Can Prenatal Vitamins Increase Chance of Pregnancy?
Once you and your partner have decided to have a baby, you're probably impatiently looking for signs that you've accomplished that goal. If it's taking longer than you expected to get a positive pregnancy result, you might be wondering if there is anything you can do to up your chances of conceiving. While a smart way to prepare your body for a healthy pregnancy, taking prenatal vitamins isn't guaranteed to increase your odds of getting pregnant. These vitamins can help, however, so it's worth talking to your doctor about them, as well as other specific ways to boost your fertility.
Get Healthy to Get Pregnant
Healthy women tend to get pregnant more easily than women who have certain health problems. This is why the authors of "The Mommy Docs' Ultimate Guide to Pregnancy and Birth" recommend that you consider taking a prenatal vitamin before you even try to get pregnant. While the prenatal vitamin won't make you magically conceive a baby on your first try, it will ensure that your body has each of the nutrients necessary to make a baby, as well as have a healthy pregnancy.
Pop Those Pills
Following a healthy diet is essential to getting pregnant, according to BabyCenter. Taking a prenatal vitamin, in addition to eating fruits, vegetables, lean meat and whole grains, can help you get your body healthy and ready to conceive. For this reason, many doctors suggest taking prenatal vitamins once you start trying for a baby. The American Pregnancy Association notes that some of a baby's most important development occurs in the first few weeks after conception, often before you even know you're pregnant, and a prenatal vitamin can help prevent problems associated with lack of nutrients. For example, adequate stores of folate or folic acid will help prevent certain birth defects, and a prenatal vitamin contains plenty of this essential nutrient.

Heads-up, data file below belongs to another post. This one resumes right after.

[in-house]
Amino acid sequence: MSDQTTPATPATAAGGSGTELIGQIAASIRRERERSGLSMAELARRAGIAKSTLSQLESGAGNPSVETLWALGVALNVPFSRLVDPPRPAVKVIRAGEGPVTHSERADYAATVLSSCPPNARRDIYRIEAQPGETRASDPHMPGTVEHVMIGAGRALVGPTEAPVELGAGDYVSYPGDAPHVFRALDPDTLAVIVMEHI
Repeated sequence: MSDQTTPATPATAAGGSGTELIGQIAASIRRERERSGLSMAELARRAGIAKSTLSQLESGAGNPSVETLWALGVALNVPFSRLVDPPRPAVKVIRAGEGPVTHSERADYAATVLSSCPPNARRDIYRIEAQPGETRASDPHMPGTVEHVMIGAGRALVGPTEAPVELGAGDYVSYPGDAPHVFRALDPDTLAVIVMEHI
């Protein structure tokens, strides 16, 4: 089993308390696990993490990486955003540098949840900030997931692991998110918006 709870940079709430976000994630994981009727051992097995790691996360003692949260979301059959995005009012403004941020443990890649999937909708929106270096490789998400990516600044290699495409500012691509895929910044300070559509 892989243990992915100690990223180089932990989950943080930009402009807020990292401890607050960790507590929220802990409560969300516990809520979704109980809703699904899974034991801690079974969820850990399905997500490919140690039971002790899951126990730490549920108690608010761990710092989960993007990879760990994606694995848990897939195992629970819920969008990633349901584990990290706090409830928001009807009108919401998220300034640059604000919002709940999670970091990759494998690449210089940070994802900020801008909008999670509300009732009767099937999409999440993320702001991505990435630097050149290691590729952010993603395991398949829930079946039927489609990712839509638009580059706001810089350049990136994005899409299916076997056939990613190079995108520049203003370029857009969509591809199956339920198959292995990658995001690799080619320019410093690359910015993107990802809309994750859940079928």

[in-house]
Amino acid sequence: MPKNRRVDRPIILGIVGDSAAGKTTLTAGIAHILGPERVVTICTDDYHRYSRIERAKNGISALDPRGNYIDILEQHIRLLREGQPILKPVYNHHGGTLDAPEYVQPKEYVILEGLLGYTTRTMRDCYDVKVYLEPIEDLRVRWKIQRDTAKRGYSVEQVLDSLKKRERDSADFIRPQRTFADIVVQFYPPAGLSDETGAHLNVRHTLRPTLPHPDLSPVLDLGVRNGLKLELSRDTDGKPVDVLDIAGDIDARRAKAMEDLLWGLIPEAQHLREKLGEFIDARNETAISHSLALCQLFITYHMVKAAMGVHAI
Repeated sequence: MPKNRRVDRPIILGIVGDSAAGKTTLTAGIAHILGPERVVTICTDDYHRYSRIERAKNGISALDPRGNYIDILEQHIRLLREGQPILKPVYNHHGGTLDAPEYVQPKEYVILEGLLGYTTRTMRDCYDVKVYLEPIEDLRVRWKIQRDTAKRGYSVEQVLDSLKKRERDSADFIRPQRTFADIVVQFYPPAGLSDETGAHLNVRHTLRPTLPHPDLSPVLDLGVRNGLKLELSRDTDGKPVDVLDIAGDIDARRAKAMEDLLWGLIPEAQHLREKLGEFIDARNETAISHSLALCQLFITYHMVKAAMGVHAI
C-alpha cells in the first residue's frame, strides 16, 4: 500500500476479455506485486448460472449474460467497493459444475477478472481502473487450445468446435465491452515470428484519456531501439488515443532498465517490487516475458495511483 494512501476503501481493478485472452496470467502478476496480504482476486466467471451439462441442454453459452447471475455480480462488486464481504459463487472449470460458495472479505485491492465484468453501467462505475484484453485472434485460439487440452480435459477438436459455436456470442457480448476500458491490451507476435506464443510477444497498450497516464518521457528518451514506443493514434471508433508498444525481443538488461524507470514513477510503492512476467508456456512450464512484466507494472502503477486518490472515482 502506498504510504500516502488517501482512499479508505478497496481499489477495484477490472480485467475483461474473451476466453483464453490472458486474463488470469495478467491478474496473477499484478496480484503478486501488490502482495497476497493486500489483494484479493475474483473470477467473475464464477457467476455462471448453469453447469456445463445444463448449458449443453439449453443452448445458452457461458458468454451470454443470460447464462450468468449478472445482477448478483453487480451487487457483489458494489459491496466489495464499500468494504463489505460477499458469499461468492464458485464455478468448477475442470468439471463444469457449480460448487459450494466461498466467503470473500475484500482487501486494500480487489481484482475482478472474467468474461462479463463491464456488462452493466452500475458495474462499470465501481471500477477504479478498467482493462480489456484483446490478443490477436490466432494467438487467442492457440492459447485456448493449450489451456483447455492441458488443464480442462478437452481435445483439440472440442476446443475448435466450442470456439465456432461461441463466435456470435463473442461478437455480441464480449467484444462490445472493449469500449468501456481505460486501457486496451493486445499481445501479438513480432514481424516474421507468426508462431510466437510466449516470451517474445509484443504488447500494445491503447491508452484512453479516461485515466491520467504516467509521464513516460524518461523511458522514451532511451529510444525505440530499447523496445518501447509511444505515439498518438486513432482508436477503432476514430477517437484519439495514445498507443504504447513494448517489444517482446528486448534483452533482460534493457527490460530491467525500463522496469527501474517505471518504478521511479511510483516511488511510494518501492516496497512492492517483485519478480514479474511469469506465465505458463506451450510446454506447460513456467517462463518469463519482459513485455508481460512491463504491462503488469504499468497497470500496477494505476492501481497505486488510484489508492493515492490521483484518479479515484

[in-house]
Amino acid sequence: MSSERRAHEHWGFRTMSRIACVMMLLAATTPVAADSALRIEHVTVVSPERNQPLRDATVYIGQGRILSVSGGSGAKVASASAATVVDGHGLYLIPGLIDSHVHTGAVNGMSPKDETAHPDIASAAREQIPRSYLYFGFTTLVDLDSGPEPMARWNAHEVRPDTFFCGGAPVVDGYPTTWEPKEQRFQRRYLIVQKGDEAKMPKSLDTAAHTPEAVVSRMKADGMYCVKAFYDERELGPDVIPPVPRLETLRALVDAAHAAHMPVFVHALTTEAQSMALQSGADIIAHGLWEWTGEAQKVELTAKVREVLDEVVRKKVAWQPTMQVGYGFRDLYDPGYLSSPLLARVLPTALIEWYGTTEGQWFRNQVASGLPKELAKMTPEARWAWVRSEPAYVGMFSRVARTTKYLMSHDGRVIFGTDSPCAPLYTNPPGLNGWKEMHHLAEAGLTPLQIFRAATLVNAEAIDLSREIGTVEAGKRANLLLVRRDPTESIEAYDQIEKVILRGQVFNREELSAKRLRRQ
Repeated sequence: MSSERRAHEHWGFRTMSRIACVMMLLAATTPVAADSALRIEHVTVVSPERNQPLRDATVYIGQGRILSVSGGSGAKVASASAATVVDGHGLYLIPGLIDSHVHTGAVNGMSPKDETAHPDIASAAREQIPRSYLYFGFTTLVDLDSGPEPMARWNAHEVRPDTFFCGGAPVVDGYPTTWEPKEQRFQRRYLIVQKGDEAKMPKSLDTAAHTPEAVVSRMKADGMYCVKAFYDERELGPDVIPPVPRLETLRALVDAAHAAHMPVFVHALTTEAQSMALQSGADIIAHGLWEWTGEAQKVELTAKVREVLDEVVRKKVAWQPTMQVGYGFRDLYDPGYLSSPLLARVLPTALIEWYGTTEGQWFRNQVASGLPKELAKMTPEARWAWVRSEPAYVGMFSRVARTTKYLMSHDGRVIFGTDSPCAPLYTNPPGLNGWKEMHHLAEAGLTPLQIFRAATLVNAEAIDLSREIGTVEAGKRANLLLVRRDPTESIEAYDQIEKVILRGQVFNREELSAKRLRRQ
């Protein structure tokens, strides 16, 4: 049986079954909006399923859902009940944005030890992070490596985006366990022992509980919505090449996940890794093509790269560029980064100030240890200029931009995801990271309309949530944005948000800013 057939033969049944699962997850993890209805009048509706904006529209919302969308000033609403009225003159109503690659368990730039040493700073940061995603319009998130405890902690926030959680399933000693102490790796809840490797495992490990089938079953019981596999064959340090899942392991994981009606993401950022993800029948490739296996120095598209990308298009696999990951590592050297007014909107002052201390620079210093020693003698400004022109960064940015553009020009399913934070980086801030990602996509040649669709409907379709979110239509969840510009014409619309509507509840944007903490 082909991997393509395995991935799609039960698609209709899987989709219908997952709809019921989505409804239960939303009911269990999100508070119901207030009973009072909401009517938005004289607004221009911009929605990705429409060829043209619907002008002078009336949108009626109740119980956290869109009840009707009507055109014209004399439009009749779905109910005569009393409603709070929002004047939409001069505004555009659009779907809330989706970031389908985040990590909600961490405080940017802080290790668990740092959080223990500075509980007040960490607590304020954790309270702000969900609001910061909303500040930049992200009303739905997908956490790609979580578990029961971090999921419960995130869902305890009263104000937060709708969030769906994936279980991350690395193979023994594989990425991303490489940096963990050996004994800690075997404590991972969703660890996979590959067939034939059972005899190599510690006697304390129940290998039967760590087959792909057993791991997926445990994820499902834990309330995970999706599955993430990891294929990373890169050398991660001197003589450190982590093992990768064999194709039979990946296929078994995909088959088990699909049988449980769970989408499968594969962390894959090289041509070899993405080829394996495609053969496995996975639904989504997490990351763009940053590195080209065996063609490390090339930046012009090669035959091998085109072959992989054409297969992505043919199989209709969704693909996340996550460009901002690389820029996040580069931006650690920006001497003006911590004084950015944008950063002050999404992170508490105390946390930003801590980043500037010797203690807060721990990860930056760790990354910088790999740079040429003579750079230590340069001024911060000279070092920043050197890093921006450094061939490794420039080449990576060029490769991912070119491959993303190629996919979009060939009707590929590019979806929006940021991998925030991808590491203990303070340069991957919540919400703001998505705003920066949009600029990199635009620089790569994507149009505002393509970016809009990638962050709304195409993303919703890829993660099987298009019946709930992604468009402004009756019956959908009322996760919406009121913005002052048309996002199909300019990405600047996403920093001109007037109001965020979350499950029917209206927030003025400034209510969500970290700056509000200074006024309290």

Beyond Prenatal Vitamins
Taking a prenatal vitamin alone probably won't significantly increase your chances of getting pregnant, though it can help. There are other things you can do, however, to further boost your fertility. If you're constantly stressed, find ways to relax. According to the American Pregnancy Association, stress can interfere with normal ovulation because it can cause you to miss a period or have irregular periods. Decrease your intake of caffeine as well, because large amounts of caffeine can delay conception. Exercise, eat a healthy diet and get plenty of sleep as well, to help increase your chances of conceiving, the American Pregnancy Association recommends.
Talk to Your Doctor
Don't immediately rush to the store and stock up on prenatal vitamins as soon as you decide to try for a baby. Instead, make an appointment with your doctor. Your doctor will recommend an appropriate prenatal vitamin based on your health history and nutritional needs. If you've been trying for a baby for several months to a year with no success, your doctor will also be able to discuss potential solutions, BabyCenter notes. Don't take any herbal or alternative supplement that claims to increase your fertility. These aren't regulated by the U.S. Food and Drug Administration and should only be used under the recommendation and supervision of a physician.
- The Mommy Docs' Ultimate Guide to Pregnancy and Birth; Yvonne Bohn, M.D., et al.
- BabyCenter: Trying to Conceive? Five Changes to Make To Your Diet Now
- American Pregnancy Association: Preconception Health for Women
- BabyCenter: Can I Take Anything Besides Fertility Drugs to Boost My Chances of Getting Pregnant?